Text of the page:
X-ray astronomy offers the opportunity to observe important phenomena, including the early accretion of massive black holes and detecting diffuse ionized intergalactic gas that is heated to X-ray temperatures (>106). One of the technical challenges facing X-ray astronomy is fabricating optics that are properly shaped and smooth enough to produce quality images. Surface defects on the order of the wavelength of the observed spectrum and up to the size of the optical surface must be polished out of the mirrors without leaving a detectable pattern because the detectable signal is on the order of magnitude of the noise. This leads to a cycle of polishing and metrology that adds time and expense to optics fabrication.

Innovative, computationally efficient numerical methods that detect patterns in metrology data have the potential to reduce the number of polishing cycles by directing the Computer Numerical Control (CNC) polishing machines to remove specific defects without creating new polishing artifacts. This leads to reduced cost for X-ray astronomy projects, including NASA's proposed X-ray Surveyor Mission.

The Invertible Time Invariant Linear Filter (InTILF) method for X-ray metrology data analysis allows for the detection of a faint pattern left on a surface of an X-ray mirror by polishing tools. The InTILF filters are sets of small numbers of coefficients, and they provide an optimal, statistically valid description of the surface data. The information contained in the description can be used for surface quality analysis for repolishing, surface quality comparison, surface data simulations, and as feedback to the polishing tools. InTILF analysis can be used for polishing parameter optimization. This will lead to optimization of the entire polishing and metrology cycle, open the exclusive X-ray market to smaller optics producers, and bring significant cost savings to NASA. Moreover, the parameterization and optimization of the mirror production cycle will position it for eventual automation and further significant reduction in manufacturing cost.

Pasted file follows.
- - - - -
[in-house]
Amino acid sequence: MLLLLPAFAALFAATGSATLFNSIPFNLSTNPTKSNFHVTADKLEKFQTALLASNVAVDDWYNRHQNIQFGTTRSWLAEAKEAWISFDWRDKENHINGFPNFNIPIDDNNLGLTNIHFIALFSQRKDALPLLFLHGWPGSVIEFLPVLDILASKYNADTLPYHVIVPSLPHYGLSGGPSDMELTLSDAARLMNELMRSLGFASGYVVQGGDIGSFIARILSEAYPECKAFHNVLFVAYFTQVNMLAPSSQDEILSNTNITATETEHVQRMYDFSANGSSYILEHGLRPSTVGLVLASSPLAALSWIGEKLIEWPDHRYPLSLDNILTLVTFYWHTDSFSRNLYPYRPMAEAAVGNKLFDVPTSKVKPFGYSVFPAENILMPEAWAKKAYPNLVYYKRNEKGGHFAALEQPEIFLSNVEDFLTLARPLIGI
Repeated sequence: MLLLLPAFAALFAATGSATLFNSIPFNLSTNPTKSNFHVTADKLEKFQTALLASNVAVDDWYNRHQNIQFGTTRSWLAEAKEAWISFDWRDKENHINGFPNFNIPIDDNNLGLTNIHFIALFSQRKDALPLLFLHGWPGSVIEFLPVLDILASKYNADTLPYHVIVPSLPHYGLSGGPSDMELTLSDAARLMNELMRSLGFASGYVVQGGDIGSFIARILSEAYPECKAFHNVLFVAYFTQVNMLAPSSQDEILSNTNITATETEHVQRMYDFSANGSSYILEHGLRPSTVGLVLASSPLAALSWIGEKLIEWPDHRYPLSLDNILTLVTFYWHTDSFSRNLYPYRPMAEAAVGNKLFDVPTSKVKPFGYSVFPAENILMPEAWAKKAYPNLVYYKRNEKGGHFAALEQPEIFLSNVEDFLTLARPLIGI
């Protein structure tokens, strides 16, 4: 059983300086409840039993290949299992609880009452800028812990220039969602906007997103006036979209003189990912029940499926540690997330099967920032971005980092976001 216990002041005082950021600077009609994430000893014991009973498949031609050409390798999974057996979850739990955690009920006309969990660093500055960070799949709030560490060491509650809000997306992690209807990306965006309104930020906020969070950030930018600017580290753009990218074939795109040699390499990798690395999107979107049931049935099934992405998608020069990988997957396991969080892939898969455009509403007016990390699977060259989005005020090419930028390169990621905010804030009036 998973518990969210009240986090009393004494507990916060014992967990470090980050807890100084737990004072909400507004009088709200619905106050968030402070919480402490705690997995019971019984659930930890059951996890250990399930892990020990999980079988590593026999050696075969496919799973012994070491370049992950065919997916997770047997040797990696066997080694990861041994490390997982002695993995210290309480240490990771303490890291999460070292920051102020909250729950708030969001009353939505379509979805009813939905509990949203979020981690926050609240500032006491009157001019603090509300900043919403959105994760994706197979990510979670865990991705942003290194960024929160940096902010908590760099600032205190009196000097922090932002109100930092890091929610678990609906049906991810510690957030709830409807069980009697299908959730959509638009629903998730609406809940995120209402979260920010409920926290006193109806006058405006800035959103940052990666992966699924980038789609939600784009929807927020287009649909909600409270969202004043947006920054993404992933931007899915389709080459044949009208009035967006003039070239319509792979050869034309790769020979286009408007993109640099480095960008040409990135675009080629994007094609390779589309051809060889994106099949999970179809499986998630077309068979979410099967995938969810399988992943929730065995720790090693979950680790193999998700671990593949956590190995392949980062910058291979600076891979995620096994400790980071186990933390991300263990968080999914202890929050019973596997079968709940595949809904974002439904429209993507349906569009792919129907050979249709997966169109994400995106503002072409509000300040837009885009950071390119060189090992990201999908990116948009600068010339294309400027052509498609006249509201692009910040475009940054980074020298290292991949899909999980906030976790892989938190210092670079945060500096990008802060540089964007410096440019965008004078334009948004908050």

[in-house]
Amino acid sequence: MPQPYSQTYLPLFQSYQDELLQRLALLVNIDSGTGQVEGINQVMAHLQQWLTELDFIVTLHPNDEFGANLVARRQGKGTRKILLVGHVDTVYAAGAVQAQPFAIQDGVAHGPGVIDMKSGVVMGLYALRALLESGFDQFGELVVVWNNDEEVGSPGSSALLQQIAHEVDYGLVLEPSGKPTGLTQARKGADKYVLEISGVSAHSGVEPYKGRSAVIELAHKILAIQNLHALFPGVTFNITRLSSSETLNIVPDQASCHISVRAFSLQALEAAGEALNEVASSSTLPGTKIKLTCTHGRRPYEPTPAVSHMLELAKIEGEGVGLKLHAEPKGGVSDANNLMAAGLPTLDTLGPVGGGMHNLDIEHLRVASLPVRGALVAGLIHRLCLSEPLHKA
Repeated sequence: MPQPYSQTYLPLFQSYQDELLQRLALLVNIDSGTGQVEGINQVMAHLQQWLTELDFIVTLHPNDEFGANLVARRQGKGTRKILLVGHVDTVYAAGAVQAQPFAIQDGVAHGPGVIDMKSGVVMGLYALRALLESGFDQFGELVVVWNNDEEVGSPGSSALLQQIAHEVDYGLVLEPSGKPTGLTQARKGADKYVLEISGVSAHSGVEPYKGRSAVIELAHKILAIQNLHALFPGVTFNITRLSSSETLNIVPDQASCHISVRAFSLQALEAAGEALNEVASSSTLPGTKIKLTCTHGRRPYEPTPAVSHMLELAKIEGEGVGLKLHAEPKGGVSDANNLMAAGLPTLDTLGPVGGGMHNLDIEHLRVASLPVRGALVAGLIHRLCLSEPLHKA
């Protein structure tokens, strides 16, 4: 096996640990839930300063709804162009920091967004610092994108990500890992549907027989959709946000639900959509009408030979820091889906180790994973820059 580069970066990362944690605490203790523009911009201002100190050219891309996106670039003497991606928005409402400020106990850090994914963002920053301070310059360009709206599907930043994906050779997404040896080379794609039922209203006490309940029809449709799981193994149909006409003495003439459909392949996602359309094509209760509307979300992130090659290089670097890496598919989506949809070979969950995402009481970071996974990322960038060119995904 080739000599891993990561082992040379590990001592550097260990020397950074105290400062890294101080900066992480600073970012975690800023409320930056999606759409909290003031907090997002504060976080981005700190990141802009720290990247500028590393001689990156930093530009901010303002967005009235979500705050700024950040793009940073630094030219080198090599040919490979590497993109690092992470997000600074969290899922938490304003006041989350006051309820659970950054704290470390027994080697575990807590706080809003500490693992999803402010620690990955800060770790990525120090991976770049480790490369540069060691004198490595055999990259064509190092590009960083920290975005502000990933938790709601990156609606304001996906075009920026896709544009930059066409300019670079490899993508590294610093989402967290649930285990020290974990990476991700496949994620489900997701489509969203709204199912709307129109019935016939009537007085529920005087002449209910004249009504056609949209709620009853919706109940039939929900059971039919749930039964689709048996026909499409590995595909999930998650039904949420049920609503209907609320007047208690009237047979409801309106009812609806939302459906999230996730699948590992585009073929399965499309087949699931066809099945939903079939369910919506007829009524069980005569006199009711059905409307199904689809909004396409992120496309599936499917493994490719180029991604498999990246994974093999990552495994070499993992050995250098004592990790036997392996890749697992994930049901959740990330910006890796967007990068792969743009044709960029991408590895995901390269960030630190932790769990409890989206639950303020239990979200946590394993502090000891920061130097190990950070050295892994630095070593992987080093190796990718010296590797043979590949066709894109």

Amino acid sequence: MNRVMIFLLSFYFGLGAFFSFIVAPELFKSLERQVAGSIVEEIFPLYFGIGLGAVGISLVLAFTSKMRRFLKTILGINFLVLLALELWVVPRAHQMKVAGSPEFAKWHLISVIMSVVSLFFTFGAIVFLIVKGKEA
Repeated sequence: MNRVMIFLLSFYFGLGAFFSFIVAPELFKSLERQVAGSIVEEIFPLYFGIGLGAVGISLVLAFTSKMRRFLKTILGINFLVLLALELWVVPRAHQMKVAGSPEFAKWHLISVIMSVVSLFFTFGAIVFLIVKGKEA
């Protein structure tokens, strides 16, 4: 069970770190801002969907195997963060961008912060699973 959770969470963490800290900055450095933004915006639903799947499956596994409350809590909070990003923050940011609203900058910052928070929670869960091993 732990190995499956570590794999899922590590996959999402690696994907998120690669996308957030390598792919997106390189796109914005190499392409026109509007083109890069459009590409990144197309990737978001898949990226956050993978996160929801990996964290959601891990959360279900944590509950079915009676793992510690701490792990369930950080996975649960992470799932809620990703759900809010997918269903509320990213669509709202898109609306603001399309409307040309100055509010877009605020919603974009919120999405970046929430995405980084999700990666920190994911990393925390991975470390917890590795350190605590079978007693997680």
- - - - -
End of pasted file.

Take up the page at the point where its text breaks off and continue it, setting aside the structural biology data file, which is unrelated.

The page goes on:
The InTILF algorithm helps detect patterns left on a surface by a polishing tool; the ideal surface won't have any. The information on the pattern is indicative of the surface quality and informs repolishing if needed. The coefficients of the InTILF are found analytically by solving a system of equations that states the equality of Autocovariance Functions (ACF) of the data and the model. In some cases the equations are solved approximately, and then the ACF of the model and the data are numerically very close, which also ensures that Power Spectral Density (PSD) of the model is very close to that of the data. Generalization of the method to 2D stochastic fields also was developed to be used with 2D metrology data.

The approach is new because traditionally, the frequency analysis (Fourier Transform) technique was used to study patterns in metrology data. However, with the advances of deterministic polishing methods, the ultrafine surfaces they produce are better processed and the traces of polishing are faint. An ideal mirror surface is devoid of pattern entirely. As the polishing methods advance, the pattern becomes very faint, and its signal is buried in the noise of small and random polishing artifacts. The character of metrology data becomes stochastic. Statistical methods are best suited to study stochastic signals, but they were not previously used to study metrology data.

This work was done by Anastasia Tyurina and Yury Tyurin of Second Star Algonumerix LLC, and Valery Yashchuk of Lawrence Berkeley National Laboratory for Marshall Space Flight Center. NASA is seeking partners to further develop this technology through joint cooperative research and development. For more information about this technology and to explore opportunities, please contact Ronald C. Darty at This email address is being protected from spambots. You need JavaScript enabled to view it.. MFS-33341-1